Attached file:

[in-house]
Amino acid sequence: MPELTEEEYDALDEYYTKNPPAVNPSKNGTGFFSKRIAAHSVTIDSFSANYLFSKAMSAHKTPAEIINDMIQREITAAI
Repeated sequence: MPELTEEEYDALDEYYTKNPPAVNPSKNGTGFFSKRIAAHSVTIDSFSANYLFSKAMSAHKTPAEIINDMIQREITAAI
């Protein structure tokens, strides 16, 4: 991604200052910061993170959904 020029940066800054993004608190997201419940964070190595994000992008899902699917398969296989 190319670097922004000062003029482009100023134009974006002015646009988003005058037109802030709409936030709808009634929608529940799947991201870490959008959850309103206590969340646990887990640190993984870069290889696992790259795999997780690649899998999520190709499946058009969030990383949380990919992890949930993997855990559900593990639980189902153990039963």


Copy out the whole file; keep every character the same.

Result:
[in-house]
Amino acid sequence: MPELTEEEYDALDEYYTKNPPAVNPSKNGTGFFSKRIAAHSVTIDSFSANYLFSKAMSAHKTPAEIINDMIQREITAAI
Repeated sequence: MPELTEEEYDALDEYYTKNPPAVNPSKNGTGFFSKRIAAHSVTIDSFSANYLFSKAMSAHKTPAEIINDMIQREITAAI
């Protein structure tokens, strides 16, 4: 991604200052910061993170959904 020029940066800054993004608190997201419940964070190595994000992008899902699917398969296989 190319670097922004000062003029482009100023134009974006002015646009988003005058037109802030709409936030709808009634929608529940799947991201870490959008959850309103206590969340646990887990640190993984870069290889696992790259795999997780690649899998999520190709499946058009969030990383949380990919992890949930993997855990559900593990639980189902153990039963």